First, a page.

The Second Circuit Court of Appeals has granted, in part, the petition for review filed against the Environmental Protection Agency (EPA), challenging its risk assessments for the pesticide dichlorvos. NRDC v. EPA, No. 08-3771 (2d Cir., decided September 16, 2011). The court agreed with the Natural Resources Defense Council, (NRDC) that EPA’s failure to explain why a children’s safety factor less than 10X was applied to pesticide risk assessments derived from the “Gledhill study,” which involved six adults who consumed dichlorvos daily for three weeks, was arbitrary and capricious. When EPA sets tolerances for the maximum level of dichlorvos residue on food products, it is required, under the Food Quality Protection Act, to apply a tenfold children’s safety factor. Vacating the portions of EPA’s order assessing the risk of dichlorvos based on the Gledhill study, the court remanded the matter to the agency for further proceedings.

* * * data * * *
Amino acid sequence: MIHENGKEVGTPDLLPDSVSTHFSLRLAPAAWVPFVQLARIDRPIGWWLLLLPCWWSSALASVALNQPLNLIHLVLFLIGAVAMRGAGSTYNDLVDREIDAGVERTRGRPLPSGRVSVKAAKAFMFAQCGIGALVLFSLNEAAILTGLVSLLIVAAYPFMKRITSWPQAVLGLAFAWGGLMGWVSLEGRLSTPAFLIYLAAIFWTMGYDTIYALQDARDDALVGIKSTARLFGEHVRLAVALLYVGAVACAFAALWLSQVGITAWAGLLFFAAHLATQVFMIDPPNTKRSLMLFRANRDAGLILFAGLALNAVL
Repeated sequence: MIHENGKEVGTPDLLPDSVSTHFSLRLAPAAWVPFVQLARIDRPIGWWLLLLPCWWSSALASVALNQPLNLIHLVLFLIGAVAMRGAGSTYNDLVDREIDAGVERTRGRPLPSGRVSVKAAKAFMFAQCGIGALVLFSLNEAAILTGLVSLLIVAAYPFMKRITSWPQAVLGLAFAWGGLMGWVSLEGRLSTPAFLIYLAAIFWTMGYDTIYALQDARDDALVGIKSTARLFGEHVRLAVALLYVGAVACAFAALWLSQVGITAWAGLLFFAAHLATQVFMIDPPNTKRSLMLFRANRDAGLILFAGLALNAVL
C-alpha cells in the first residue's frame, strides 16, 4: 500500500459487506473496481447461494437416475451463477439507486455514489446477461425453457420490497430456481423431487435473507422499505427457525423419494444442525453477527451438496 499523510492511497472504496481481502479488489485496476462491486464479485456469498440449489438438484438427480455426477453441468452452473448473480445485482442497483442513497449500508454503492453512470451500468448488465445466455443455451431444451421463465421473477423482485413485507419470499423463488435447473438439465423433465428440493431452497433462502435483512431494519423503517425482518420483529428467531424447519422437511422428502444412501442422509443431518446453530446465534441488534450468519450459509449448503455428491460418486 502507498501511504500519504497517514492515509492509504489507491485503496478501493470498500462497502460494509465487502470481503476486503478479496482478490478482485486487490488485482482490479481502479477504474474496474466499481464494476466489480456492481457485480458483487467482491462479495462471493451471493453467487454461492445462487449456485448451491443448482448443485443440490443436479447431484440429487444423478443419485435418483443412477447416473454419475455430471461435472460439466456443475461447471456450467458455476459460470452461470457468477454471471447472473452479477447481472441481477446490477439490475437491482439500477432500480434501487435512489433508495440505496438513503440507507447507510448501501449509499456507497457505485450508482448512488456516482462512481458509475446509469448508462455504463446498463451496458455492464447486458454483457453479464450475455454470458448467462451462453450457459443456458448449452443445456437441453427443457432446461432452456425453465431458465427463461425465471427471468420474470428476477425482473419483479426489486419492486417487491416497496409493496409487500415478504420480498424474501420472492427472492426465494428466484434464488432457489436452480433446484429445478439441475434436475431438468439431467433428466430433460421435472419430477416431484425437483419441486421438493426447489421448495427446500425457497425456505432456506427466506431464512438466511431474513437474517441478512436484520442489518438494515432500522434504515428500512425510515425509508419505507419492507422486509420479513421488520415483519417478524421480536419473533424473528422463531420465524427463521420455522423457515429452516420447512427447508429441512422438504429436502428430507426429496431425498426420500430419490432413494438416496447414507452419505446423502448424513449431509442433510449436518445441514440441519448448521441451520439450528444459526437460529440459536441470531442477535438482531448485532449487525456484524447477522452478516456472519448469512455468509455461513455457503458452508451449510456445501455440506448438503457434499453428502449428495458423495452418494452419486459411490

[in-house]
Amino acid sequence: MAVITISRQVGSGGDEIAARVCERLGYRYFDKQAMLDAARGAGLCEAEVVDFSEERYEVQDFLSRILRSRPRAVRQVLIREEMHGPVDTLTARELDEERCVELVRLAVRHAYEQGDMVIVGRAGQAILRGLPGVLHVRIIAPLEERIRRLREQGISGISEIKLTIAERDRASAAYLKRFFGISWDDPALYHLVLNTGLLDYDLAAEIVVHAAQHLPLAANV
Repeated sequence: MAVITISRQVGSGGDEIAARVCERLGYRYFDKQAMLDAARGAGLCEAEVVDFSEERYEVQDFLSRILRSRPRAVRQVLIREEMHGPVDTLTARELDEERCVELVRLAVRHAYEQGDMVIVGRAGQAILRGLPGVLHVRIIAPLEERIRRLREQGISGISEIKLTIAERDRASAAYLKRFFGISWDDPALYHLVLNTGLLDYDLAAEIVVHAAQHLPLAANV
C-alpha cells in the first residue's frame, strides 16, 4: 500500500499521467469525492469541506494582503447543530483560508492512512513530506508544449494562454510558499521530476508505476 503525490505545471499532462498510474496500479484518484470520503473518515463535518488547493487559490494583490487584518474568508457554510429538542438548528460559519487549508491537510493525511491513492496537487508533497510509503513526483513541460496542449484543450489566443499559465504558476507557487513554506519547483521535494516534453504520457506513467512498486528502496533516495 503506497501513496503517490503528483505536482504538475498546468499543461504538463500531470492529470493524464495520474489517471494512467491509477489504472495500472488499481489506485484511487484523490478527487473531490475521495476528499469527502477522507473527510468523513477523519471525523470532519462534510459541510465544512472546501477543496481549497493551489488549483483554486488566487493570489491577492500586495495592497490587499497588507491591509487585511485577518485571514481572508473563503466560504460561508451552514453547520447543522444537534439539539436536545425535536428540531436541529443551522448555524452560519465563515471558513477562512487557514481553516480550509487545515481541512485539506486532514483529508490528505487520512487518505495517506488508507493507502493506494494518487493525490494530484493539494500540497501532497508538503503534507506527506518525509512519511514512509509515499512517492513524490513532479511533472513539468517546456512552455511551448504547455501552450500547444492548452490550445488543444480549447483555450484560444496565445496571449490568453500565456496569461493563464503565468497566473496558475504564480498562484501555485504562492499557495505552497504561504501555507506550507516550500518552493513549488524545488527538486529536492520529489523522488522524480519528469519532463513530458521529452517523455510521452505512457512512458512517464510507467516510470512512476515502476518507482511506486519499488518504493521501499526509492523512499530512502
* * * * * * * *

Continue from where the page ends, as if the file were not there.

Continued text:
EPA has registered a number of dichlorvos products for sale and distribution in the United States. According to the court, it is “a synthetic pesticide used to kill many insects, including flies, mosquitos, gnats, cockroaches, and fleas. Dichlorvos belongs to a family of pesticides known as organophosphates, developed from nerve warfare agents after World War II. Like other organophosphates, dichlorvos can disrupt proper functioning of the nervous system by inhibiting an important enzyme, cholinesterase, in red blood cells and the brain.” EPA, at one time, considered requiring a cancer warning on dichlorvos products, which are used on crops, animals and in pest strips to control insects in storage areas and barns.